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dc.creatorIshaq, Sadia
dc.creatorSadiq, Rehan
dc.creatorFarooq, Shaukat
dc.creatorChhipi-Shrestha, Gyan
dc.creatorHewage, Kasun
dc.date.accessioned2020-07-30T17:14:29Z
dc.date.available2020-07-30T17:14:29Z
dc.date.created2020
dc.identifier.issn0048-9697spa
dc.identifier.otherhttps://doi.org/10.1016/j.scitotenv.2020.140778spa
dc.identifier.urihttp://hdl.handle.net/20.500.12010/11430
dc.description.abstractLow Impact Developments (LIDs) employ a series of vegetative techniques to retain rainfall close to the origin. Although LIDs offer sustainable runoff management, these infrastructures can be considered a risk to public health due to the presence of pathogens in the runoff and human exposure to contaminated water held in and transported by LIDs. The objective of this study is to examine the disease burden from exposure to LIDs at the residential, neighbourhood, and municipal levels. The authors conducted a meta -analysis of literature on three water features: (1) harvested rainwater obtained from LIDs, (2) surface water, and (3) floodwater. A set of 32 studies were systematically selected to collect values of risks of infection and expressed as the disease burden , i.e. disability adjusted life years (DALYs). The results showed that the percentage of GI illness exceeding the health guidelines were high for harvested rainwater , i.e. 22% of annual disease burden exceeded the WHO guideline s (0.001 DALYs/1000 persons), and 2% exceeded the US EPA guideline s (5.75 DALYs/1000 bathers). Among the six exposures for harvested rainwater, exposure to spray irrigation, exceeded US EPA guidelines whereas ; five exposures , i.e. flushing, hosing, daily shower, spray irrigation , and children playing, surpassed the WHO guidelines. Considering LID treatment, the value s of annual disease burden from all the selected barriers were below US EPA guidelines however, these values exceeded the WHO guideline s for three barriers i.e. water plaza, grass swale, and open storage ponds. These findings provide a broader perspective of the disease burden associated with LIDs and emphasise to consider the type of exposure s and required treatment barrier s for developing LID infrastructures in urban areas.spa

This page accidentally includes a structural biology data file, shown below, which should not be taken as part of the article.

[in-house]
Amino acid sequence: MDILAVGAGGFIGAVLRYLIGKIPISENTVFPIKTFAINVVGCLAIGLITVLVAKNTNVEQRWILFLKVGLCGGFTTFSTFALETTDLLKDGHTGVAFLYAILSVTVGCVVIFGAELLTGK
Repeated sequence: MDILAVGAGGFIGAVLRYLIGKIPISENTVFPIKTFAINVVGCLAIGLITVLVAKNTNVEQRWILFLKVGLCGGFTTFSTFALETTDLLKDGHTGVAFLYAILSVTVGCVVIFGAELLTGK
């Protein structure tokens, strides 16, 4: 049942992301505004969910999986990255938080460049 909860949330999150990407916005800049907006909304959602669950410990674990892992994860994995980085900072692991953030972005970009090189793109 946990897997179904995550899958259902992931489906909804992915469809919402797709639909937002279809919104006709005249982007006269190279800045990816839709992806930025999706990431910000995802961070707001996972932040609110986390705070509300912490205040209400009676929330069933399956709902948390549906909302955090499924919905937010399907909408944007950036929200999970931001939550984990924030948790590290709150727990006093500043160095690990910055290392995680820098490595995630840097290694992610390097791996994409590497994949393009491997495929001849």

dc.format.extent37 páginasspa
dc.format.mimetypeimage/jepgspa
dc.publisherScience of the Total Environmenteng
dc.sourcereponame:Expeditio Repositorio Institucional UJTLspa
dc.sourceinstname:Universidad de Bogotá Jorge Tadeo Lozanospa
dc.subjectLow impact development (LID)spa
dc.subjectGastro intestinal (GI) illnessspa
dc.subjectRisk assessmentspa
dc.subjectMeta -analysisspa
dc.titleInvestigating the public health risks of low impact development at residential, neighbourhood, and municipal levelsspa
dc.type.localArtículospa
dc.subject.lembSíndrome respiratorio agudo gravespa
dc.subject.lembCOVID-19spa
dc.subject.lembSARS-CoV-2spa
dc.subject.lembCoronavirusspa
dc.rights.accessrightsinfo:eu-repo/semantics/openAccessspa
dc.type.hasversioninfo:eu-repo/semantics/acceptedVersionspa
dc.identifier.doihttps://doi.org/10.1016/j.scitotenv.2020.140778spa


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